I suppose. But in the case of suspension, it really depends what you like as a driver and how and where you drive. In my case, I've learned the hard way that too much engine and too firm suspension is not so fun when you drive the car on the road. So I tend to stick fairly close to stock. I think there's a tendency to improve road cars far beyond what's necessary.
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PostPost by: trw99 » Mon Dec 03, 2018 11:05 pm

Jon, DaveBean, in his excellent catalogue, highly recommends Spax as good and capable Armstrong replacements.

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PostPost by: StressCraxx » Mon Dec 03, 2018 11:49 pm

I think one needs to consider the context of the time when our cars were first built. Consider the marketplace and the sports cars competing for the buyers' attention at the time.

The tires of the period were terrible, radials only slightly better than bias ply. The radials would hold a little better but fall over on the sidewalls.

There were not a lot of motorways or "freeways" as we Yanks call them. Most roads were two lane and followed the terrain, some better than others. Some quite bumpy.

The suspension technology of the time for most sporting cars was based on oxcart leaf springs and friction dampers. Most cars of a sporting nature had stiff springs and shocks, bolted to a flimsy ladder type chassis. i.e., MG, Triumph, etc,. Drive one and you got beat up. The rear of the car would skitter across the bumps and step out. Pull up on the sloped apron of a driveway at an angle and one door would fall open from the chassis flex.

Colin's basis of earlier designs were the Austin 7 and he learned suspension travel and good damping was important to keep all four wheels applied to the bumpy pavement. The early trials cars and later the circuit cars utilized this philosophy running on skinny tires. Colin as a aircraft structures engineer exploited what he learned as he produced faster and faster race cars with stiffer chassis so the suspension would do the work. The Mk 8, Mk 9 and the Eleven were the product. The Elite was a watershed car of course, using the same philosophy. It could be noisy and harsh as a road car even though it was softly sprung. It really rolled in the corners but the grip was amazing.

Enter the Elan. It was intended as a road going car only, modern styling with a modern race car suspension to match, but provide civility and road isolation to the driver and passenger. The rubber bushings and Metalastic LotoCones, helped refine the ride and driver experience. The front had a sway bar, but there was lots of body roll to maintain compliance. The front springs were 75lbs/in. The original rear springs were 68lbs/in, with several inches of preload. That's very very soft by any standard.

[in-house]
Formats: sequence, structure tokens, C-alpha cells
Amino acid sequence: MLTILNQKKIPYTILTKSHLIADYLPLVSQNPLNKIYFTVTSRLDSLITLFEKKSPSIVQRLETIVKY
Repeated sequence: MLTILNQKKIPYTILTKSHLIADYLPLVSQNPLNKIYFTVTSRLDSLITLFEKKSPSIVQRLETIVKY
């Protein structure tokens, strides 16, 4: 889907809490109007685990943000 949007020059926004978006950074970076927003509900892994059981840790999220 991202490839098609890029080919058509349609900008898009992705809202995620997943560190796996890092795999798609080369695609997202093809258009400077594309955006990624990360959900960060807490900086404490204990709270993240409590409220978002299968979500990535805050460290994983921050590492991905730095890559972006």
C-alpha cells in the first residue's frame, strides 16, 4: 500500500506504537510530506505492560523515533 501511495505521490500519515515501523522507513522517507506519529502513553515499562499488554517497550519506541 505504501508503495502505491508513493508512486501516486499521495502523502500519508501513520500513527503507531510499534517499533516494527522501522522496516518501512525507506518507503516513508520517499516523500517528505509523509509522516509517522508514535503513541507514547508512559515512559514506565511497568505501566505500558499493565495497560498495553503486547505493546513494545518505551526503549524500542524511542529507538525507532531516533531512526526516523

Radial tires got better. More grip. Roads got better. Modern tires with wider section widths provided grip levels that easily rivaled bias ply race tires of just a few years earlier. The newer tire designs had much stiffer sidewalls and the Elan suspension camber gain was causing the tires to fold under when driven hard.

So the "fast road" concept to reduce chassis roll and exploit the new tires with slightly stiffer springs and better dampers, particularly in rebound. Miles Wilkins, Mick Miller, and Dave Bean developed their various flavors of "fast road" they thought customers would like. The result is the Elan was able to "catch up" to the improved tires with reduced cornering lean, more responsive steering and slightly stiffer ride. Dave Bean's front springs are only 40lbs/inch stiffer than stock. The rears are 27lbs/in stiffer. The combination of the stiffer springs and properly tuned/adjusted dampers make for a much improved drive and handling in the twisties with only a slight increase in harshness.

I have driven several Elans in both setups side by side. I like the "fast road" much better for its more "planted" feel in the corners and less lean. It's also important to add a stiffer front sway bar to further reduce the body lean. My Elan still has the stock springs and swaybar, with old Koni's installed. When the car comes apart for its rebuild, I will upgrade, probably use Spax or AVO dampers.
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PostPost by: Elanintheforest » Tue Dec 04, 2018 8:36 am

Nice analysis Mr Stresscraxx, and I totally agree with it.

Our cars and many of it's contemporaries were very often modified when they were new or nearly new by folks who didn't want the inevitable compromise built into the cars by the manufacturers. The balance of performance / handling / comfort / economy is an averaging exercise to get the car to appeal to the majority of customers. The fast road modifier is happy to compromise one or two of those measurements for one or two of the other ones!